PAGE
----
The reason for all the chatter is not only that Henning offers luxury high-end workwear that hasn’t been seen much in the plus size fashion industry, but also that Chan’s backstory of why she created her own clothing line is one that shows empowerment, drive and inspiration.
Chan, who is also a plus size model signed to Jag Models, is no stranger to the struggles of shopping for clothing as a curvy woman, looking for workwear that’s stylish, luxe and functional.
“While my colleagues were often in designer clothes, I mostly wore fast-fashion because that’s all that fit me. I didn’t look as put-together and as capable as those colleagues, and I grew sick of the disadvantage I faced because of my size.”
“Henning’s message is to tell women like me that they deserve to be on the same level as everyone else.”
Chan shared a fashion fail story with Flare.com that she described as “scarred into my memory”:
“When I was on my way to my first cover interview (which is the biggest test you can have as a journalist at a magazine), my pants split up the butt while I was getting into my Uber. I had to do the interview with my bare butt on the chair. So, I always felt like I didn’t quite belong.”
As you can see, her personal experiences working within the fashion industry as a plus size woman with limited workwear options was what fueled Chan’s desire to create her own line that would encompass everything she wished for herself.
That’s not to say she didn’t pay attention to what customers wanted.
She spent a great deal of time building the Henning community on social media, even creating a Facebook group offering a space where women can come together, talk fashion and life, while sharing what they would love to see from Henning.
“When I was a fashion editor, I used to spend my days at my desk and my nights at industry events. At those events, my picture would be taken—which often resulted in me asking to have the photos taken down. Why? I’d be wearing something like a t-shirt in a sea of designer dresses. So for Henning, I made a dress I’d be proud to wear to after-work events.”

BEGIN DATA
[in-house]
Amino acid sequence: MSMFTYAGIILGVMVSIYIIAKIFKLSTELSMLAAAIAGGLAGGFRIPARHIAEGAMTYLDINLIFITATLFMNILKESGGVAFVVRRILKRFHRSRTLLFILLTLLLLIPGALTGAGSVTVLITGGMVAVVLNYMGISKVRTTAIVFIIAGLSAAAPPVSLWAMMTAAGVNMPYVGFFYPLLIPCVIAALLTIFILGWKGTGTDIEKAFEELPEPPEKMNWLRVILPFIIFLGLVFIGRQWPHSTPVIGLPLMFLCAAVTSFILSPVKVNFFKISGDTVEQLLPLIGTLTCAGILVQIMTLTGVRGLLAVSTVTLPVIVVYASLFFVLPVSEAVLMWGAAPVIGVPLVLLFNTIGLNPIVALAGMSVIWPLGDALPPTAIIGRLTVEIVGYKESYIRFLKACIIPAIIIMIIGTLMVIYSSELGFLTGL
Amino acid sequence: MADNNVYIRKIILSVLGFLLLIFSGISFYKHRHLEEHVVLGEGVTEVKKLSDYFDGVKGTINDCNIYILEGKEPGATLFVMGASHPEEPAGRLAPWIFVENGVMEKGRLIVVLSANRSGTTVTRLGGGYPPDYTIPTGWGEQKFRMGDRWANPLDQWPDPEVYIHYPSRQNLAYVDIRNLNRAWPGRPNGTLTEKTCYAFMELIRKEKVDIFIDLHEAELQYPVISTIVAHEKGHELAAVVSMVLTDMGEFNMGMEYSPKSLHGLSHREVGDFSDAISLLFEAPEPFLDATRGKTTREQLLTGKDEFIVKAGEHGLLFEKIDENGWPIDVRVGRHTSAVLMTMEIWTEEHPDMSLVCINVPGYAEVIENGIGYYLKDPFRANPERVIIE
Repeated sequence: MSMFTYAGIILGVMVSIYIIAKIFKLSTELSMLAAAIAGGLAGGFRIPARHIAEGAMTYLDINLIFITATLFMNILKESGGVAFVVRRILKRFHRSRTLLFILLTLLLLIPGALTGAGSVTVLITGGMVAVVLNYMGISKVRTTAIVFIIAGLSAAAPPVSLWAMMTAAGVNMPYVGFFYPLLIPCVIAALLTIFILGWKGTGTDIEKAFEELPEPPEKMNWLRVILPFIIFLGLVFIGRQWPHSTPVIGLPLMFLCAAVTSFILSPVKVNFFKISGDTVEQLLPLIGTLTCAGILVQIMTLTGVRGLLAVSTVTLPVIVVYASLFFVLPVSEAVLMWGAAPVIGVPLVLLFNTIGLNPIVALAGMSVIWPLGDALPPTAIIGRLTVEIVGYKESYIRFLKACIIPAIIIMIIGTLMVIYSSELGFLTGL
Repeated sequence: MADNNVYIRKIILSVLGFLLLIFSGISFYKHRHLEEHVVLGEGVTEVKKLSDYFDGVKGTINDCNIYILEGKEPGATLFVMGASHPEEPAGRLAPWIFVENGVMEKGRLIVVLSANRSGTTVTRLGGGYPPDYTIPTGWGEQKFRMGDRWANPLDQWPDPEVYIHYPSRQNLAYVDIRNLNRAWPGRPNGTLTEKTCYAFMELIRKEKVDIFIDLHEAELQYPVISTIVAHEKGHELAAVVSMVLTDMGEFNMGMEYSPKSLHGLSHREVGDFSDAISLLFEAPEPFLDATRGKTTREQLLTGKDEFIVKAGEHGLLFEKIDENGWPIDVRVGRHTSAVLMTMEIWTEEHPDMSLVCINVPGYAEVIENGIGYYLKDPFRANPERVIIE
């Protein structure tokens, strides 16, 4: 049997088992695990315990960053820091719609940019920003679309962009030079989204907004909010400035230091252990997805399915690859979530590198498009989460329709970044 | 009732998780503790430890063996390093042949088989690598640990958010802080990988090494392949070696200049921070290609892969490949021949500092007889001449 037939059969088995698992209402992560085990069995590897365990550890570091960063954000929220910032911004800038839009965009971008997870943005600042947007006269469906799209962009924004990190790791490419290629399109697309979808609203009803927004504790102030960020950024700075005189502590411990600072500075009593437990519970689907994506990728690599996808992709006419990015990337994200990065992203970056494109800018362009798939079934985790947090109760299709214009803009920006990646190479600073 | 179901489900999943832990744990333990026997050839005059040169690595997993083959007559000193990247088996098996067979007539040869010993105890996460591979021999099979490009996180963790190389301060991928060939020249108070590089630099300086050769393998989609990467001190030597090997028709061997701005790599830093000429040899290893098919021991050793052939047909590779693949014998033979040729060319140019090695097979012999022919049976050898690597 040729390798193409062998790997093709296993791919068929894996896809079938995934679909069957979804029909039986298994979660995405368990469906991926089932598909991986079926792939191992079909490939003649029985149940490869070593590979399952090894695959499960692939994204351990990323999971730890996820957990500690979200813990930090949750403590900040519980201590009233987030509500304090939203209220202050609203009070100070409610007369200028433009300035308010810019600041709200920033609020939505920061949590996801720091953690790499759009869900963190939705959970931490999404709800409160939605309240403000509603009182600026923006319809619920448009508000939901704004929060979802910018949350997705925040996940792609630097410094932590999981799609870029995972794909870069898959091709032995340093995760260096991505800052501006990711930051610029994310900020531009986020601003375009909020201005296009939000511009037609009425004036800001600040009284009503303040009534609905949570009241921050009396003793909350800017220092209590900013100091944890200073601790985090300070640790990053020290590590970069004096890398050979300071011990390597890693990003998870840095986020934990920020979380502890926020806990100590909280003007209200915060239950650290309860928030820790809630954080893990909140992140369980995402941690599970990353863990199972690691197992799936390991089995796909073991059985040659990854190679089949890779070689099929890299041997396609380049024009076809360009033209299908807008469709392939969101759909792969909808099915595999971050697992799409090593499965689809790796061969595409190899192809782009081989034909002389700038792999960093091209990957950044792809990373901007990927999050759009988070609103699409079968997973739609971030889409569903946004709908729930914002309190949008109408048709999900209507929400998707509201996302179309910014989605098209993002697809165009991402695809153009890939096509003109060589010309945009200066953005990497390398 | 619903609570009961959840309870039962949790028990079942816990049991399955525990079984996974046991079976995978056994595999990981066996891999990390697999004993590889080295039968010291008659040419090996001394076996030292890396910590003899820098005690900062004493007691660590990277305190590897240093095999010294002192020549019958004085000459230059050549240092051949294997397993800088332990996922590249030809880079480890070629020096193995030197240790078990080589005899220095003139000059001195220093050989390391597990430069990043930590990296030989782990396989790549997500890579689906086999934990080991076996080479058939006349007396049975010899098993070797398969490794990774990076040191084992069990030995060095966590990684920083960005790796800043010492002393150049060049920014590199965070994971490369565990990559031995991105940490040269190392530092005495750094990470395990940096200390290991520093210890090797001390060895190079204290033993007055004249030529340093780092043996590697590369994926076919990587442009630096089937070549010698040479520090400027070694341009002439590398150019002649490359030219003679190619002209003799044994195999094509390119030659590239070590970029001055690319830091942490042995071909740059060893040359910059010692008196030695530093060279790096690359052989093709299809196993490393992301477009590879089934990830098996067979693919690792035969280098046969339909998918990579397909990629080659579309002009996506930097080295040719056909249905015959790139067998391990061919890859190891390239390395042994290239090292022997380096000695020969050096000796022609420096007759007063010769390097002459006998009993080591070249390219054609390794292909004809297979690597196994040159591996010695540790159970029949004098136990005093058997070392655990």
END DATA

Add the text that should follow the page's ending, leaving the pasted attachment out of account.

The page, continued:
Chan has always been vocal about her mission to give plus size women more visiblity, and now she has Henning to not only offer that customer more options in an underserved segment but also build a community where the customer feels involved in the conversation.
Her passion is very evident in how she speaks about the plus size fashion industry on a whole and her place within it:
“To me, size inclusivity means representing and serving as many women as possible. I hope to be able to make as many sizes as we have demand for. A personal goal of mine is custom sizing, so hopefully we’ll be able to offer all sizes in addition to fixing fit issues that individual women have across sizes.”
Currently, Henning offers sizes 12 to 24 but customers can pre-order above a size 24 under “Don’t See Your Size” on each product page.
It doesn’t stop there, either.
The size of plus size models that brands use in their campaigns is always a hot topic. With the average American woman now a size 16/18, it’s even more important now to show visibly plus models that are that size and above. Chan told us:
“For our first collection, we shot Rachel Cargle, who wears a Henning size 20 and will continue to represent visibly plus-size women as we grow.”
Chan is also making herself available in person, offering customers the chance to schedule styling appointments with her at Henning’s New York office on Fridays, from 1pm to 5pm.